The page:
The Roles We Perform.
We each play many roles – employee, parent, manager, partner, colleague, volunteer, and others. We often play multiple roles throughout any given day, and during this pandemic, in which our work, relationships and home life fuse chaotically together, we may play various roles within the same minute.
How do we define what success looks like in each role? We carry preset notions around how a good performer should act, then correspondingly display selected parts of our personality while dampening or silencing other parts. We often cater to concepts around how we should act, aligning our performances with how we believe success should look.
In my early 20s, I was constantly trying to figure out how to act. As the only woman investment banker on our team, I pondered how I should project myself to be taken most seriously. Do I stride in using excessively large steps, trying unheroically to enlarge my 5’3” frame in order to appear confident? I sometimes worked 100 hours a week so I was always seen in the office because I thought that was what a good employee was supposed to do. Eventually, I became stressed and exhausted from trying to put on a phenomenal daily performance.
Performing to who we think we are supposed to be causes anxiety and can lead to burnout. When I first became a CEO, I had a pre-formed idea of how a good CEO should be, including thinking one always has the answers, knows every subject matter cold, and hilariously, can see how things will turn out.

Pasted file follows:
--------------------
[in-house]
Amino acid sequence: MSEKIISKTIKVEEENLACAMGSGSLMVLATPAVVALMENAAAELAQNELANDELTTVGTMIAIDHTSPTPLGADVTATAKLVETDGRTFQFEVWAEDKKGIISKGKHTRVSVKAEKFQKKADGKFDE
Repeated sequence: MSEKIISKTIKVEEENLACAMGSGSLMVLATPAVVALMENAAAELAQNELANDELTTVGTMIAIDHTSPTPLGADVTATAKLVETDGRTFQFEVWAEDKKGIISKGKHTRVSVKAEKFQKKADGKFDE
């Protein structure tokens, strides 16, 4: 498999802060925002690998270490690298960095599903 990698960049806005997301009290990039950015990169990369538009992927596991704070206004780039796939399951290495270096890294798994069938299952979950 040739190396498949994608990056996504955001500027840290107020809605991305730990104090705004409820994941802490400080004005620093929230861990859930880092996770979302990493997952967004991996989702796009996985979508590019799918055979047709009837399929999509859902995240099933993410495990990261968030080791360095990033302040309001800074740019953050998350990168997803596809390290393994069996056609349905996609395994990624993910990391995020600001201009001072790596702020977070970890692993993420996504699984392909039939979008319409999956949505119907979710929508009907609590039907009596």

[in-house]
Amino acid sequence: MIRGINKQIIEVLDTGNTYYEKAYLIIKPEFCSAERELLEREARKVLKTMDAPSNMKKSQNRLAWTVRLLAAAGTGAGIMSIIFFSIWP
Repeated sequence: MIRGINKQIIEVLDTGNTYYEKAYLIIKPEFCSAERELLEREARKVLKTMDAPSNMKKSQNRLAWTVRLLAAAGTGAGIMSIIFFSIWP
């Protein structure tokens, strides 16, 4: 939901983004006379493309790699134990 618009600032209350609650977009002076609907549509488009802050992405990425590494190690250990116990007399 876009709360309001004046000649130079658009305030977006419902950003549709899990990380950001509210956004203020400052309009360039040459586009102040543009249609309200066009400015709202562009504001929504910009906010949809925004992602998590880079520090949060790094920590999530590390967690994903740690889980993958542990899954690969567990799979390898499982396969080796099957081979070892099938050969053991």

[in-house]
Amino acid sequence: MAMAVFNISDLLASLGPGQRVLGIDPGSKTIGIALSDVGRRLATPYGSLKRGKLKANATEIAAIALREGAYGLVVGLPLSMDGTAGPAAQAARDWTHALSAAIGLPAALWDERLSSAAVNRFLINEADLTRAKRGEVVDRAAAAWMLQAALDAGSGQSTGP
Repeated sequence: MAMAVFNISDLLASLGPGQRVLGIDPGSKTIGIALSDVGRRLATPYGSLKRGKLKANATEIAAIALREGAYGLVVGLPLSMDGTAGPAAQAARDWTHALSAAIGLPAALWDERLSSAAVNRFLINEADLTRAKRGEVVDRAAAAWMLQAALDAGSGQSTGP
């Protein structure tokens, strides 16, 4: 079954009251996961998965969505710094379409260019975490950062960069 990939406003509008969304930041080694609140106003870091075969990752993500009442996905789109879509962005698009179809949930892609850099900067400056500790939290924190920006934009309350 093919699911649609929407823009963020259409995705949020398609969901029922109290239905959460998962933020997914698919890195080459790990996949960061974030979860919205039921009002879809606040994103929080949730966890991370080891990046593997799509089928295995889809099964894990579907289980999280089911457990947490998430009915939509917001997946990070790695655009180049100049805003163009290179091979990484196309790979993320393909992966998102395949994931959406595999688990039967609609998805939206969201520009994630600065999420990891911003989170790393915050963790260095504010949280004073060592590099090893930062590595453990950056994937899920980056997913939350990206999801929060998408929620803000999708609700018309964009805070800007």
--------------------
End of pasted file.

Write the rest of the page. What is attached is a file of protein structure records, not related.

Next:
When I became less concerned with playing the role, and migrated to being me, I was able to approach our company culture differently. As I grew more open and vulnerable, the more my capable and talented team was able to drive, and the more successful we became.
Instead of defining what a good performance looks like and acting it out, maybe it makes sense to start at the other end by being a ‘good you’ first. Throw out a vision and invite others to improve upon it. Get comfortable with being wrong as it will happen often. We feel less anxiety and burnout when we stop trying to perform according to how we assume we are supposed to look. We may even learn to appreciate ourselves and each other more, and what is better than that?
Deana is the former CEO of Torn Ranch, a specialty foods company serving the hospitality market. She lives in the Bay Area with her two spirited young children and two large fluffy dogs. And, she’s coming to MEA Baja as a student this fall.